Home > Lincoln Ellsworth Antarctic flight begins...
Hide image list »
Lincoln Ellsworth Antarctic flight begins...
Item # 660016
November 20, 1935
THE NEW YORK TIMES, November 20, 1935
* Polar explorer Lincoln Ellsworth
* Antarctic airplane flight begins
The top of the front page has a two column headline: "ELLSWORTH OFF ON FLIGHT OVER ANTARCTIC WASTES TO BYRD'S LITTLE AMERICA" with subheads. (see) Lengthy 1st report coverage continues inside with photo of Ellsworth and related map. (see)
Other news, sports and advertisements of the day. Complete in 48 pages, this is the rare rag edition that was produced on very high quality newsprint, with a high percentage of cotton & linen content, allowing the issues to remain very white & sturdy into the present. Given the subscription cost, libraries & institutions rather than individuals were the primary subscribers of these high-quality editions. Nice condition.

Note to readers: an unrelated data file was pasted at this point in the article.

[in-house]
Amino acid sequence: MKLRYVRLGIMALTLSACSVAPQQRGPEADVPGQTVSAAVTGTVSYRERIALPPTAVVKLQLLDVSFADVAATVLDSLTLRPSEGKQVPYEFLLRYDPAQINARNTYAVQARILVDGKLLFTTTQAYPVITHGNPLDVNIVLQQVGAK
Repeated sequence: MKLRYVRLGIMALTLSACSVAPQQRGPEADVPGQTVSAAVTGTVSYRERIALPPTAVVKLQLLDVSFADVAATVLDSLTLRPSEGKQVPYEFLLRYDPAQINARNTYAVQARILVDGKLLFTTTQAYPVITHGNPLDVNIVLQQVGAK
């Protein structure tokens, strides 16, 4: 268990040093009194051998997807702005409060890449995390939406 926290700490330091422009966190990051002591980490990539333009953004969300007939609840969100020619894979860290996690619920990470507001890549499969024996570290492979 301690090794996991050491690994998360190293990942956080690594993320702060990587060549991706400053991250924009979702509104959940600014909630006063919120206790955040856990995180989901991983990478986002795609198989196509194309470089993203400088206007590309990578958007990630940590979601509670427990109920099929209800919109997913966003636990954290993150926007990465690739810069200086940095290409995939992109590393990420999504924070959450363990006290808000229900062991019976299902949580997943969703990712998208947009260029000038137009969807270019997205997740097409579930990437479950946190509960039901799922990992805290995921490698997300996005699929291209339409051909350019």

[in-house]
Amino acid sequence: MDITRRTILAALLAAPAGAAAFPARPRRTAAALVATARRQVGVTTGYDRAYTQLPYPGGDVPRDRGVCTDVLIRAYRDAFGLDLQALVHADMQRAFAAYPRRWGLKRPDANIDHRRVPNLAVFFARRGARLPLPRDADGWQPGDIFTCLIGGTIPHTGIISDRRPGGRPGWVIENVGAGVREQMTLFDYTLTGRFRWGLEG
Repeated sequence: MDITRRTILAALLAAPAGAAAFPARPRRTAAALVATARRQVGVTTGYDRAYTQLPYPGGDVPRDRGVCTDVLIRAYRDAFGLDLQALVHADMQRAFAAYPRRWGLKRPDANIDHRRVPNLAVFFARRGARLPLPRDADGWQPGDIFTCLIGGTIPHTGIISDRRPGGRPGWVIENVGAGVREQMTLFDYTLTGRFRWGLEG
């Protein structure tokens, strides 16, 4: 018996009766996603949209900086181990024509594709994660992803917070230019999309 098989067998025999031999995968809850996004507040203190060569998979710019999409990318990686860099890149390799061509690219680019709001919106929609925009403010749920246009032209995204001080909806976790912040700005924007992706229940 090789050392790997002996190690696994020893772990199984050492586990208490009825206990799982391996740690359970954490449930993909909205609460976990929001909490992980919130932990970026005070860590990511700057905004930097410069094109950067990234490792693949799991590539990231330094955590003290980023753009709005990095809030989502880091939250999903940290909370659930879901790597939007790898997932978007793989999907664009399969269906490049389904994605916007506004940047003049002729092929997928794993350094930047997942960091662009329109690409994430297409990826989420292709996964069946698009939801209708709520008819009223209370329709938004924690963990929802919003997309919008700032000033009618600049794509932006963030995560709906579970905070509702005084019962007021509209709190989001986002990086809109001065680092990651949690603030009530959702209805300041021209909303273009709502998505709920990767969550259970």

wikipedia notes: On November 23, 1935, Ellsworth discovered the Ellsworth Mountains of Antarctica when he made a trans-Antarctic flight from Dundee Island to the Ross Ice Shelf. He gave the descriptive name Sentinel Range, which was later named for the northern half of the Ellsworth Mountains. During the flight, his aircraft ran out of fuel, forcing a landing near the Little America camp established by Richard Byrd. Because of a faulty radio, he and his pilot, Herbert Hollick-Kenyon, were unable to notify authorities about the landing. The two men were declared missing, and the British research ship Discovery sailed from Melbourne, Australia on a search mission. The two men were discovered January 16, 1936, after almost two months alone at Little America. They returned to New York City on April 6, and their support ship, the MS Wyatt Earp, arrived separately two weeks later.
Category: The 20th Century